Drivers for the city’s second-largest cab company will vote Sunday and Monday on the second contract proposal in three months, although even union officials acknowledge a tepid initial reaction.
The latest pact with Yellow Checker Star Transportation, finalized Wednesday with a federal mediator’s help, contains improvements in compensation, annual bonuses, days permitted for a leave of absence and driver liability compared to the one in November that was voted down overwhelmingly. The company also would pay a one-time bonus of $600,000 upon approval, about $350 for each of the 1,740 drivers.
However, meetings to explain the terms conducted on Thursday by the Industrial Technical Professional Employees Union generated only a muted response from drivers.
“They are not exuberant about it,” union senior international representative Paul Bohelski said. “They were hoping to get a bigger share of the meter and credit card fees. I’m cautiously optimistic that the drivers will accept it, but the bottom line is that they expected more and we understand that.”
Drivers at Yellow Checker start by receiving 39 percent of the fares they collect while on duty, minus certain expenses, and peak after five years at 43 percent. The contract would advance the first raise to 41 percent after 12 months’ employment instead of 18 months. The $3 fee that passengers pay to use credit cards isn’t counted as part of the fare.
Union leaders endorsed the November proposal, but have taken a neutral stance this time.
Yellow Checker Star management could not be reached for comment. But after the November vote, the company said it had offered “the most generous contract proposal in the taxi business.”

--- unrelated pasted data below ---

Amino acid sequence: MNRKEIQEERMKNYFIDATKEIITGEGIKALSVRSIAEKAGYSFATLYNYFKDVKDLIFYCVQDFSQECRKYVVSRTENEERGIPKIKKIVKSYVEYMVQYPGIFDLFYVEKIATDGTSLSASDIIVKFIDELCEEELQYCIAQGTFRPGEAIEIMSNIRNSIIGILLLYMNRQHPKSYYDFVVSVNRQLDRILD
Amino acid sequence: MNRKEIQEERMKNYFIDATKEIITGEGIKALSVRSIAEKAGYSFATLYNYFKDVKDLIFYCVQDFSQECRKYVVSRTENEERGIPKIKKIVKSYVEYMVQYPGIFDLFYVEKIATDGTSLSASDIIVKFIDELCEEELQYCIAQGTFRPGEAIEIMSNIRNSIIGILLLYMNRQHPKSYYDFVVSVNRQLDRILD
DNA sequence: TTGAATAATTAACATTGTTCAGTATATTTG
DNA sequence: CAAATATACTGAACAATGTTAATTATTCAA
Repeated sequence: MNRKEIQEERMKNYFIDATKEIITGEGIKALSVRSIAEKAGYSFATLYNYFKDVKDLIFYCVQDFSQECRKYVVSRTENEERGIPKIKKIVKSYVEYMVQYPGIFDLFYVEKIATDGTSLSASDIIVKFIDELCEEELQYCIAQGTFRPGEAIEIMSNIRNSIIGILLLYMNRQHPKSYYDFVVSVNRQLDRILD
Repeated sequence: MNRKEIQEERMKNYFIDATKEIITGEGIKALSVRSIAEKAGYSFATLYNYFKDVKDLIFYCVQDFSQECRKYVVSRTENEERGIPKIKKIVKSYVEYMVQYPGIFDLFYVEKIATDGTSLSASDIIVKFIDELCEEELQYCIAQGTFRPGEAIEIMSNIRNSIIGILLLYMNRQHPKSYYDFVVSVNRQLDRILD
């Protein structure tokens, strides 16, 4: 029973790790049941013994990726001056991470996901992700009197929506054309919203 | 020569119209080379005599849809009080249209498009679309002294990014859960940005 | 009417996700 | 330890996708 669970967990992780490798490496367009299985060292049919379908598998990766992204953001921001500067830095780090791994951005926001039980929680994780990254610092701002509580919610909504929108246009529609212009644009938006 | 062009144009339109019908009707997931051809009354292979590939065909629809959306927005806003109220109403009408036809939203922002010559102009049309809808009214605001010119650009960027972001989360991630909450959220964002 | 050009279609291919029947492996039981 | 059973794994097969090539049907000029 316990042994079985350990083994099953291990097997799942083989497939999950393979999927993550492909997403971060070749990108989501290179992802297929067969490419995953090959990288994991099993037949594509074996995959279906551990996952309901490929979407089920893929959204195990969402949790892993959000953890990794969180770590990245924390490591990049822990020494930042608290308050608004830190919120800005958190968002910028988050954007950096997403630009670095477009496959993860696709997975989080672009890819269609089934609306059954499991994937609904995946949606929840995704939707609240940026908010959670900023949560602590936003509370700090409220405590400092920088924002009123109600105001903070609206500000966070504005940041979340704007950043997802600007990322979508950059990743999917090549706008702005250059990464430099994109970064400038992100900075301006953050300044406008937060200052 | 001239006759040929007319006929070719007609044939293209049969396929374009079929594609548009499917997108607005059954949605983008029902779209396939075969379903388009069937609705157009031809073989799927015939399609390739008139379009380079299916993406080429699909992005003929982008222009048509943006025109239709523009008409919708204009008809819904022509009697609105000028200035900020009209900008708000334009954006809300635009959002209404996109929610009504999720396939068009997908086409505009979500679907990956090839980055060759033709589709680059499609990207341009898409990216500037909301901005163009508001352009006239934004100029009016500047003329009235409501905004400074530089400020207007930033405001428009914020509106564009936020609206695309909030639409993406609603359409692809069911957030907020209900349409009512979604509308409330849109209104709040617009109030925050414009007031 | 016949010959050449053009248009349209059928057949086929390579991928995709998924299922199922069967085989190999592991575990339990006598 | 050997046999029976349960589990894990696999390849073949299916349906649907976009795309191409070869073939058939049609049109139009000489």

If this proposal is rejected, Bohelski said the drivers would seek a strike authorization from the union’s head office once the current contract extension expires Jan. 31.
“If we go out, we could be out for a long time,” Bohelski said.
However, the effect would be hard to gauge. About 400 of the drivers do not belong to the union and Bohelski acknowledged that some union drivers would report to work. Bohelski said the union would concentrate on improving the voter turnout to strengthen the mandate.
The union said the November proposal was rejected by about 80 percent of the voters, but did not reveal the actual numbers. The company said only one-third of the all drivers voted.
Yellow Checker Star has one-fourth of the 2,409 medallions issued for Las Vegas by the Nevada Taxicab Authority. For several months since the possibility arose that both Yellow Checker Star and Frias Transportation Management could face strikes, the authority has authorized as many as 30 extra medallions for each company to try to fill any service gaps for locals and visitors. Medallions act as operating permits that must be carried on each cab carrying paid passengers.
Frias, Las Vegas’ largest cab company, has 710 medallions and Yellow Checker Star has 603. Combined, they operated more than half of the city’s cabs.
There have been no updates on the status of the Frias contract talks.
In general, said Bohelski, “We have good relations with (Yellow Checker Star). We just disagree on economics.”
The proposed contract, that he said “got everything we are going to get at the bargaining table,” included provisions that:
■ Absolve drivers of any damage liabilities instead of the current $1,000 cap
■ Increase the annual bonus from $310,000 to as much as $380,000;
■ Boost the unpaid leave allowance from 30 to 35 days;
■ Defer until January 2014 a new requirement that drivers must have six years on the job to get a four-day week if they take 12-hour shifts.
The four-day week is now an option for everyone, but the company wants to require a five-day week for drivers with fewer than six years of service.
Contact reporter Tim O’Reiley at
firstname.lastname@example.org or 702-387-5290.